Cloud computing, big data, blockchain, AI, robotics, 3D printing and the Industrial Internet of Things, among other technologies, are enabling the wider collection and analysis of data, increased automation and boosted connectivity across O&G business operations. This shift towards increased interconnectivity, automation, machine learning, and real-time data aligns with the wider pan-industry global trend of Industry 4.0. O&G companies operating across the GCC provide useful examples of digital transformation.

The adoption of digital solutions by NOCs in the GCC is growing increasingly prevalent. The use of technologies like blockchain, robotics, smart sensors, wearable technologies and big data is allowing NOCs to optimise operations and boost profitability in various ways. For example, Abu Dhabi National Oil Company is using Predictive Asset Analytics to prevent equipment failures, while Saudi Aramco is deploying robotics to improve oil recovery efforts in remote areas. Petroleum Development Oman and Fujairah Oil Industry Zone, meanwhile, are developing digital platforms and blockchain technology to enable greater efficiency within the workforce.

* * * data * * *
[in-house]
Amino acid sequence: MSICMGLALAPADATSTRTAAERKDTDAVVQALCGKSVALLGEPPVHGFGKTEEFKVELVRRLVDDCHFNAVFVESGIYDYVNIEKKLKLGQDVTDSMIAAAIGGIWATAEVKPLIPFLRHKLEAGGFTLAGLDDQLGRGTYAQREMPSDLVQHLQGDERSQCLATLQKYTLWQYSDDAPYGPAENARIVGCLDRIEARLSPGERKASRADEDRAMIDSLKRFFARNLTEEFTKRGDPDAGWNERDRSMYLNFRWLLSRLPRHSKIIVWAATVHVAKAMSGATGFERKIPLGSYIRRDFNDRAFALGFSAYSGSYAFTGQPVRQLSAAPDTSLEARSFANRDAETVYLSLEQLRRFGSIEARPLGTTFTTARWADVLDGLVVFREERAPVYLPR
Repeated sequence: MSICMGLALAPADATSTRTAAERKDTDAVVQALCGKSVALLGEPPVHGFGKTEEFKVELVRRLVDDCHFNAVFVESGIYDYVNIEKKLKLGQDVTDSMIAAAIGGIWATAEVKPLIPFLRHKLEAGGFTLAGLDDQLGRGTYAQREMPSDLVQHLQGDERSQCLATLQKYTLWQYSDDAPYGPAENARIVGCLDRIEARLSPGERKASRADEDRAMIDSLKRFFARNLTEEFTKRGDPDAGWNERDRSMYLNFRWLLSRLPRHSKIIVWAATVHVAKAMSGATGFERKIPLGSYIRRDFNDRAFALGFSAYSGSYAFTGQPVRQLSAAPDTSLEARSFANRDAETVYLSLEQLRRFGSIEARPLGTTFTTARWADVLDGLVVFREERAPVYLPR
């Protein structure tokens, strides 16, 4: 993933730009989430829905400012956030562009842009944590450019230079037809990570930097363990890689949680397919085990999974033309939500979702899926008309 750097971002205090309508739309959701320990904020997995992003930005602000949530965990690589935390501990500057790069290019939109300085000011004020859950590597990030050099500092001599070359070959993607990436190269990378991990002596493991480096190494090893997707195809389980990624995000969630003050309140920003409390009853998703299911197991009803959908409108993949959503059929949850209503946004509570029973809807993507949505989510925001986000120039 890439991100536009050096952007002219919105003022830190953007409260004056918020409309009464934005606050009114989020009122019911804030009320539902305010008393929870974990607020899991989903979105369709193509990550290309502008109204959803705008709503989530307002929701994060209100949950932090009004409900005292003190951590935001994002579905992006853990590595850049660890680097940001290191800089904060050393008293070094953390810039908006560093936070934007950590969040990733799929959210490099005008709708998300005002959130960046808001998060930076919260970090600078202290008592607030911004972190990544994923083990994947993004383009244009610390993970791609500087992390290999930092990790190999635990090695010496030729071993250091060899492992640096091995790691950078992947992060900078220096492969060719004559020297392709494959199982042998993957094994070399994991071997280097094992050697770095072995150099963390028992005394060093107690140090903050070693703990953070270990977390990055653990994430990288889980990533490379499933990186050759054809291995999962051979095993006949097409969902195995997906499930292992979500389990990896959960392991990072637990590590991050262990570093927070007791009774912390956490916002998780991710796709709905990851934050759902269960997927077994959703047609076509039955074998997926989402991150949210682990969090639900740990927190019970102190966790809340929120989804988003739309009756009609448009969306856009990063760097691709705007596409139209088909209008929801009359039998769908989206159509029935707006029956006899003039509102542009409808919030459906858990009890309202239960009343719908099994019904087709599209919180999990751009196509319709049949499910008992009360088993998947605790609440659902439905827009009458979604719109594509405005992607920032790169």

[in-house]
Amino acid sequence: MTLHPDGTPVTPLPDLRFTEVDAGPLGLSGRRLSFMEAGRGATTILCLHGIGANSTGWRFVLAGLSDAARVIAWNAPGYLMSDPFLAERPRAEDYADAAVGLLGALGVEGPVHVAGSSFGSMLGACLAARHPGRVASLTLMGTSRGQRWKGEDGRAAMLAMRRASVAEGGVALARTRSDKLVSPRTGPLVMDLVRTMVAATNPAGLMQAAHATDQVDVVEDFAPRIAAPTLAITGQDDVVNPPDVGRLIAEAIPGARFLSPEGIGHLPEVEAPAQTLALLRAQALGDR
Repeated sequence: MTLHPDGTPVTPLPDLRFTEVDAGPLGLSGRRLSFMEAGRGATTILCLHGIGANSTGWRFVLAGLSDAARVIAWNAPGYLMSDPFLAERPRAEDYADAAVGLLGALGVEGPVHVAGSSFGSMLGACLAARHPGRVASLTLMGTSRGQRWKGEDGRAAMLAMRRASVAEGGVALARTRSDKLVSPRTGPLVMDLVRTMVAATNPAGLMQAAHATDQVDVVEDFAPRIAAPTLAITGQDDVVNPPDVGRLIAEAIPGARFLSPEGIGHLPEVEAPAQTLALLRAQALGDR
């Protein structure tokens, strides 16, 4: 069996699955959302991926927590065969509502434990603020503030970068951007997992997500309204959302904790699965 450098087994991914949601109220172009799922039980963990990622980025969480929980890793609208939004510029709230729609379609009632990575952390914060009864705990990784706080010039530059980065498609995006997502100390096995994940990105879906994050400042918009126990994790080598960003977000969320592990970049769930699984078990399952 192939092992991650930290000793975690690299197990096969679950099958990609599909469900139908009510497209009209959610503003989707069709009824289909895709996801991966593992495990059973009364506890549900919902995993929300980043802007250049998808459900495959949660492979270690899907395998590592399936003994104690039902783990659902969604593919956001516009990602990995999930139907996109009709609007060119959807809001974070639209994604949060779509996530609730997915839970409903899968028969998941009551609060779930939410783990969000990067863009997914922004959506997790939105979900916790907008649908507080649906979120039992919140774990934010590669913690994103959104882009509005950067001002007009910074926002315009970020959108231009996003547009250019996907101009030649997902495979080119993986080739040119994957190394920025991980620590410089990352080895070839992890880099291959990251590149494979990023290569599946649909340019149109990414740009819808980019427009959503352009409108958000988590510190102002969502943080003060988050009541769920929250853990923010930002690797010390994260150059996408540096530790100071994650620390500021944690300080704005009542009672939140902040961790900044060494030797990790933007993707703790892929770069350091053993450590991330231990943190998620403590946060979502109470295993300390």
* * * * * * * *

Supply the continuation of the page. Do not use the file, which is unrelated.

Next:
Cyber security & data privacy issues to the fore

Greater interconnectivity between computing devices, personnel and equipment and the exponential increase in the amount of data that is generated will create significant vulnerabilities in terms of cyber security and data privacy. This creates major financial, environmental and social risks across all aspects of the O&G value chain. Hydrocarbon firms are particularly exposed to these risks for several reasons: